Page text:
Nearly twice as many diabetic as nondiabetic patients with an ACS experienced heart failure during their index hospitalization. This increased risk has been previously observed and has not been attributable to conditions typically associated with heart failure such as decreased ejection fraction, hypertension, obesity, or prior myocardial infarction. Differences in the risk of heart failure are also not adequately explained by older age, sex, duration of coronary disease, or uncontrolled hyperglycemia.4,13,18 Some investigators have invoked the role of diabetic cardiomyopathy as a potential causative factor in the development of heart failure in patients with diabetes and an ACS. Similar mechanisms likely increase the risk of cardiogenic shock in patients with diabetes and an ACS.
Diabetic patients in GRACE had elevated serum creatinine levels when they were admitted to participating hospitals, which increased their risk of acute renal failure when they also had an ACS. In the index hospital period, renal failure was diagnosed nearly twice as often in diabetic patients as in nondiabetic patients. This trend persisted across the spectrum of ACSs.
Our results suggest that diabetic patients treated with insulin were at greater risk for adverse outcomes after an ACS than those who had a form of diabetes not requiring insulin. Recent investigations that have controlled for adverse risk factors in diabetic individuals requiring insulin (advanced age, longer duration of disease, more severe disease, and a greater prevalence of coronary risk factors) have found that insulin dependence no longer portended a worse outcome once these variables were controlled for.26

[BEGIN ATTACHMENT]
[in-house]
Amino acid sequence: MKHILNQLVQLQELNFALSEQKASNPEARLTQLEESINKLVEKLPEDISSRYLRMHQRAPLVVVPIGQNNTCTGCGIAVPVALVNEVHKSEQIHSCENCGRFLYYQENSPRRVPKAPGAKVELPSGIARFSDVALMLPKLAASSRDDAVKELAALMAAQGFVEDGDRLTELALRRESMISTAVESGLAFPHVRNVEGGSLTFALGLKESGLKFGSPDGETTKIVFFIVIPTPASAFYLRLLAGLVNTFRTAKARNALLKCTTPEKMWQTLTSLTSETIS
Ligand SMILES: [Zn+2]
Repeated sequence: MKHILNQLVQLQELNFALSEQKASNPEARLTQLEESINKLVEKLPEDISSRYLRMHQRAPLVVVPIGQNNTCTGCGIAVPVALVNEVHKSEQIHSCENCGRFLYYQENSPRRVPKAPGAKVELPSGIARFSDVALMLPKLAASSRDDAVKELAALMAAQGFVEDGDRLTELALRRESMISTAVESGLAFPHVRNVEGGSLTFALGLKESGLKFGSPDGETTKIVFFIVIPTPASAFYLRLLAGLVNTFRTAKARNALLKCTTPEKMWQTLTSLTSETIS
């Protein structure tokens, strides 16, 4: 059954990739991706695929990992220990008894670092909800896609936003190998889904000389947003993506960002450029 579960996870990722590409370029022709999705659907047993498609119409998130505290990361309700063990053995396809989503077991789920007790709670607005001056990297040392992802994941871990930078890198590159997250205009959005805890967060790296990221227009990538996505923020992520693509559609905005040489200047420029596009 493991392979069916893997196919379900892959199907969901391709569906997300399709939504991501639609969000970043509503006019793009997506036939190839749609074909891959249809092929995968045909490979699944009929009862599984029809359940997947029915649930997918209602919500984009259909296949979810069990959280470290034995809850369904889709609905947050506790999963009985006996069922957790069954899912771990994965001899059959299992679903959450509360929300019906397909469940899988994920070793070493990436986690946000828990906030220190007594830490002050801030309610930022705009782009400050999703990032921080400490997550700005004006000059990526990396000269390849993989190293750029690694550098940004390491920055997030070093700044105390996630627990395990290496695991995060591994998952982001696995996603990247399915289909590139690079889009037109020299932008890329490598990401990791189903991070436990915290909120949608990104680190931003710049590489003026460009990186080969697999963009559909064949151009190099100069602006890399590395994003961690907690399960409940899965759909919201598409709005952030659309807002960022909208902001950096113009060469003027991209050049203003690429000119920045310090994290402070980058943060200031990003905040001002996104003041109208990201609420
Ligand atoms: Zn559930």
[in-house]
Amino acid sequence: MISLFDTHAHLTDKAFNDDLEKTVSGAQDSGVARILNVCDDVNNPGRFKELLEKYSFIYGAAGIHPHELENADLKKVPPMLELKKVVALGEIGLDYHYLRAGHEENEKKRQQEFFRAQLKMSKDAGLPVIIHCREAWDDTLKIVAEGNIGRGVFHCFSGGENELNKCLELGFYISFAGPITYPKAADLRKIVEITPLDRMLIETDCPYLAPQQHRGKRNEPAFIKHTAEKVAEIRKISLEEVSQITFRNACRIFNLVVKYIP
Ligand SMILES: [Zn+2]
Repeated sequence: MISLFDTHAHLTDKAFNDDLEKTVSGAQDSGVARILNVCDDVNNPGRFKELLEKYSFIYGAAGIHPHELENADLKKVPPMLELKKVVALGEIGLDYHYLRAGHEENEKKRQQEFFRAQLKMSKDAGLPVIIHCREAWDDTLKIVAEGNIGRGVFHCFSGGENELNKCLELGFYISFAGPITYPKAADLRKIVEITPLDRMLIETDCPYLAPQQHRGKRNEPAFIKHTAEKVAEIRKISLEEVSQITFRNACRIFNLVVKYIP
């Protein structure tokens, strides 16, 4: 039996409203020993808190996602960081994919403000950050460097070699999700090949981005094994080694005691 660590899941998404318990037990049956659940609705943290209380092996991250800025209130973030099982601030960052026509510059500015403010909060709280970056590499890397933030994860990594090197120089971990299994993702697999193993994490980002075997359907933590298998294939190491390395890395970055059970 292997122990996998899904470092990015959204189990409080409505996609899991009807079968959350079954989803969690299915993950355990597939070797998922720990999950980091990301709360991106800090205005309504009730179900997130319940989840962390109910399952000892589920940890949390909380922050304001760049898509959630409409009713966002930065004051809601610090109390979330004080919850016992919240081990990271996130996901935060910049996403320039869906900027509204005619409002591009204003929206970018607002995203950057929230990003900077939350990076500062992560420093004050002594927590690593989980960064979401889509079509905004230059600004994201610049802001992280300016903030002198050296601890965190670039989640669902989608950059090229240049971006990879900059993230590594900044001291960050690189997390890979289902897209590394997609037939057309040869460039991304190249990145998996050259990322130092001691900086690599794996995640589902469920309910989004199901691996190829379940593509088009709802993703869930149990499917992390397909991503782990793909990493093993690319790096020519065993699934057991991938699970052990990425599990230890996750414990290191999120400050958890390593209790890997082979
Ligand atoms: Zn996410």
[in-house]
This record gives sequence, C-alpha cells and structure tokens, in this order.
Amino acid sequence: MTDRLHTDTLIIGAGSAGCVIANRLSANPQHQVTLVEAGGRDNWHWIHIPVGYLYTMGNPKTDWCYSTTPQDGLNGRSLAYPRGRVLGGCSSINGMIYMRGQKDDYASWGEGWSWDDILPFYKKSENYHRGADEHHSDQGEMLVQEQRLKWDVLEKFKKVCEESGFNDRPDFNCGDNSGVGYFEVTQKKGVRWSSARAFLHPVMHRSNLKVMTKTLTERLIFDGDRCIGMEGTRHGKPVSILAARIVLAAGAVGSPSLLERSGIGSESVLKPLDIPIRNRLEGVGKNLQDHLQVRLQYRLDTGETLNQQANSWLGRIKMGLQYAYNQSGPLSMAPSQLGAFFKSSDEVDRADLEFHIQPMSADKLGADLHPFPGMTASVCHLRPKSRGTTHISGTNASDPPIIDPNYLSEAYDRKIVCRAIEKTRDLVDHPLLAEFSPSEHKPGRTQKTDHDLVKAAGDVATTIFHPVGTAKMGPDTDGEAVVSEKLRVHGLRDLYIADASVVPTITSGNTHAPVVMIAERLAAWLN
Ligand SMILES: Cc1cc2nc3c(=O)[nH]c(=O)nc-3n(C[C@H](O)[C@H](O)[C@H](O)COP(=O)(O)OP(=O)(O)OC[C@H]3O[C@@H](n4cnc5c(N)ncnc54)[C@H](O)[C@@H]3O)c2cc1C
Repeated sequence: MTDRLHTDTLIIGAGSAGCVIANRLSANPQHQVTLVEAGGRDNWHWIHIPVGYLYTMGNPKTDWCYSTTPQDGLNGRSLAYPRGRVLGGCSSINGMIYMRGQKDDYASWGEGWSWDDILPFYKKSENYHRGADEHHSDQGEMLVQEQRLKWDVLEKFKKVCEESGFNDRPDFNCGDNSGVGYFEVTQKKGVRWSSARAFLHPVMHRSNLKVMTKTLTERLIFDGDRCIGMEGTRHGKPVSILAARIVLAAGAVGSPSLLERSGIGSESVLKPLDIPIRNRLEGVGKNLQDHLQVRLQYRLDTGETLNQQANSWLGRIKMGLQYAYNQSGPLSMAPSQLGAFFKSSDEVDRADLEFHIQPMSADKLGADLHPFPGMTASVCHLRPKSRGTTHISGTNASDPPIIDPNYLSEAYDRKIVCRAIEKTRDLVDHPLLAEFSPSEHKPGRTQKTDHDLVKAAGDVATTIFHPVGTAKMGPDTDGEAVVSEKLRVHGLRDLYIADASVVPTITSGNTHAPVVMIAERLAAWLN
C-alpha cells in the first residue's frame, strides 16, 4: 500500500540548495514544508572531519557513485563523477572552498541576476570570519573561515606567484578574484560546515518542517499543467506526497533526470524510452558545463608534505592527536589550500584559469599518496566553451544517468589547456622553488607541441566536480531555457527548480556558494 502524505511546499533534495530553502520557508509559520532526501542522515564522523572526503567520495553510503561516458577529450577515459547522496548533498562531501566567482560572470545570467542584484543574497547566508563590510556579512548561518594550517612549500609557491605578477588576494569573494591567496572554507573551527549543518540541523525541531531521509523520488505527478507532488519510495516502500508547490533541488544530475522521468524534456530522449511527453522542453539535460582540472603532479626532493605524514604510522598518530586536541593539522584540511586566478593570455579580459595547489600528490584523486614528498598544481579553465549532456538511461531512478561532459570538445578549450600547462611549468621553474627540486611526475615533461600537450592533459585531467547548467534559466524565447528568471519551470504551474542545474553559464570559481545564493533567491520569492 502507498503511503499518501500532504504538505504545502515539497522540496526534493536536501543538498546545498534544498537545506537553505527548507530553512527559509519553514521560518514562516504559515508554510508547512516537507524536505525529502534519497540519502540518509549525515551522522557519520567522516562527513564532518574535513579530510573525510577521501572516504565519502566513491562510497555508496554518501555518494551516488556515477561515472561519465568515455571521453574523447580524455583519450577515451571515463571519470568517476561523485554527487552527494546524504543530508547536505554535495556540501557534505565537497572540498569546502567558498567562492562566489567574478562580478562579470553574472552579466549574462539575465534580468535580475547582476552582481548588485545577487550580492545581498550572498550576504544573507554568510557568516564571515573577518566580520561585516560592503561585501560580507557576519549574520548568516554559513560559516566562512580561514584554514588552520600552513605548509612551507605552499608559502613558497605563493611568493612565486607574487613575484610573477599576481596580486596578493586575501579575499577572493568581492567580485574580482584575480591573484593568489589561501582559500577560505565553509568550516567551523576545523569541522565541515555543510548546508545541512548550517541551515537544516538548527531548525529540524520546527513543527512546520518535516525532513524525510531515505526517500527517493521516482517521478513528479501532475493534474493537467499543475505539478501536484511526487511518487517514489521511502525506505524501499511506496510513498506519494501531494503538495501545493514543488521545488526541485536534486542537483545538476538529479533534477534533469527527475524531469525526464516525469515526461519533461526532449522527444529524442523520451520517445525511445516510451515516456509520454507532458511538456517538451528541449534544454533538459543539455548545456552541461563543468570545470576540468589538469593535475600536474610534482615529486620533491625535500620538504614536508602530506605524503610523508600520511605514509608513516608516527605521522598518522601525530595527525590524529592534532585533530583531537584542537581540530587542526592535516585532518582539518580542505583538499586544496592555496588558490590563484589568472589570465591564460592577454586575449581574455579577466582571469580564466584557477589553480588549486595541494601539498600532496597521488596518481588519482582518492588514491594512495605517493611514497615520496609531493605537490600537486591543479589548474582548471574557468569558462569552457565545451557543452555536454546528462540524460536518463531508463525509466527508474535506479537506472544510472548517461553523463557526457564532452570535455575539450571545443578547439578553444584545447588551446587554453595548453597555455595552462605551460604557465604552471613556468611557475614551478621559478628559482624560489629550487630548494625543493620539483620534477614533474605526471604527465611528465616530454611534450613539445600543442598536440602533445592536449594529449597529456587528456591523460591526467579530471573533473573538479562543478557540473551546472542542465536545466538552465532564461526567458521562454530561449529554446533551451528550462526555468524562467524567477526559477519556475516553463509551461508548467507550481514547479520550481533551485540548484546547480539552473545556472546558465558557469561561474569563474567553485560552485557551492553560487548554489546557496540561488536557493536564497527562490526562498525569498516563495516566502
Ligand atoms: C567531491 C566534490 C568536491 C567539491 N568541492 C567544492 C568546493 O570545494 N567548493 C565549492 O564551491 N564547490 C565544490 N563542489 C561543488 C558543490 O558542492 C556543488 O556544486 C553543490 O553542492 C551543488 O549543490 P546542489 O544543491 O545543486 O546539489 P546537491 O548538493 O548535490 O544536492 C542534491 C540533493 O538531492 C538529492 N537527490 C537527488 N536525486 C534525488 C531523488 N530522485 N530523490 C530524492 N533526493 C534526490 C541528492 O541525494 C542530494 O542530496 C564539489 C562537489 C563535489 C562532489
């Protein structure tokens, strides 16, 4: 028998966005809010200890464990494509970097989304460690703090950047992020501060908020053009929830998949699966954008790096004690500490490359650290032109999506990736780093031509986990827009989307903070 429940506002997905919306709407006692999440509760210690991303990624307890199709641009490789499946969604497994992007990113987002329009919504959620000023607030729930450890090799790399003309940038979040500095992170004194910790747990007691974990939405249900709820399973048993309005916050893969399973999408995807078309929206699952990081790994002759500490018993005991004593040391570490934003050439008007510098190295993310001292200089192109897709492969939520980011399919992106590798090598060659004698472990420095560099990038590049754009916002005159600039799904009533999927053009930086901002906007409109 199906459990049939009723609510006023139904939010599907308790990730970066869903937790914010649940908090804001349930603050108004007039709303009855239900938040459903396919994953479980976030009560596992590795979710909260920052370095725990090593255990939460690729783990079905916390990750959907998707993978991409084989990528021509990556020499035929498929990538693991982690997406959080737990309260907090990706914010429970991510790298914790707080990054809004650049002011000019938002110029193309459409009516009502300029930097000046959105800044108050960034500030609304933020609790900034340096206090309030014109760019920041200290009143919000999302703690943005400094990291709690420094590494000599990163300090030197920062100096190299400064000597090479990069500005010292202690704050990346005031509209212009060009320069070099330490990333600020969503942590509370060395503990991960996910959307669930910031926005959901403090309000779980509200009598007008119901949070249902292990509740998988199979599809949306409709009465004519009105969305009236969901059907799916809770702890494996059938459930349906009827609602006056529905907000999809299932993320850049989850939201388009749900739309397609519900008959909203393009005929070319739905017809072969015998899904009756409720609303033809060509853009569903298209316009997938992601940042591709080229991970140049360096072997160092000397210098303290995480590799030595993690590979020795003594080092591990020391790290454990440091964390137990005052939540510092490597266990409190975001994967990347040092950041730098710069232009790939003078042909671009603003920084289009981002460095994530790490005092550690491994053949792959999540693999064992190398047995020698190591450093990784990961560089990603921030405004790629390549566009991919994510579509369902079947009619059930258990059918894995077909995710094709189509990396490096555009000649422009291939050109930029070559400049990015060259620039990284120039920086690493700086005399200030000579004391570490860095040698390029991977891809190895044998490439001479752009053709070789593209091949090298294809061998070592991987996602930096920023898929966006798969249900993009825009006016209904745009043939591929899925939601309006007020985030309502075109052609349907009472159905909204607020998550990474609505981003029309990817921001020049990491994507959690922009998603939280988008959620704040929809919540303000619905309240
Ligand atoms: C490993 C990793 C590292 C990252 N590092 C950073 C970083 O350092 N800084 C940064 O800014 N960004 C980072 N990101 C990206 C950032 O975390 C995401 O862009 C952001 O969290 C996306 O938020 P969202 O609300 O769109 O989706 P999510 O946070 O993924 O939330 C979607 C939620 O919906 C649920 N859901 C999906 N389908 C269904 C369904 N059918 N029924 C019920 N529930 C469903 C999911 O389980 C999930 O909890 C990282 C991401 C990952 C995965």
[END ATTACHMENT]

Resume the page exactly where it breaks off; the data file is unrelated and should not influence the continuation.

In the present study, hospital case-fatality rates for diabetic patients with an ACS were almost twice as high as those for nondiabetic patients. These findings have been previously reported.26,27,34 Our study demonstrated particularly high death rates among diabetic patients younger than 65 years. These higher death rates may reflect differential use of evidence-based therapies as well as increased rates of cardiogenic shock, stroke,25 renal failure, and heart failure in younger diabetic patients. Aggressive and immediate medical management of diabetic patients with proven cardiac therapies and revascularization strategies may help bridge this gap during both the acute hospitalization and a long-term follow-up.
The strengths of this investigation include its multinational perspective, the complete spectrum of ACSs experienced by the large number of patients studied, the use of standardized criteria for defining ACS and hospital outcomes, and the use of regression approaches to control for the influence of other factors in examining the relation of diabetes to several important hospital outcomes. Several limitations must be kept in mind in interpreting the results of this study, however. These include that the diagnosis of diabetes was based on the review of medical records alone; no information was available about diabetes duration or adequacy of control, and patients with undiagnosed diabetes may have been misclassified. In this case, an underestimation of our study outcomes in diabetic patients should have occurred. We were also unable to examine the effects of other potential confounders, such as alcohol consumption, on our principal study end points.
The results of this large multinational observational study suggest that patients with diabetes who develop an ACS are at increased risk for adverse hospital outcomes and receive different therapeutic interventions than those without diabetes. Given the high-risk profile of these patients, further rationale is provided to increase the use of effective cardiac medications and coronary interventions in patients with diabetes who develop acute coronary disease.
Correspondence: Kristen Franklin, MD, Department of Medicine, Division of Cardiovascular Medicine, University of Massachusetts Medical School, 55 Lake Ave N, Worcester, MA 01655 (firstname.lastname@example.org).
Accepted for publication February 25, 2003.
This project was supported by an unrestricted educational grant from Aventis Pharma (Bridgewater, NJ). We thank the hospitals participating in the GRACE study for their cooperation (further information is available at http://www.outcomes.org/grace).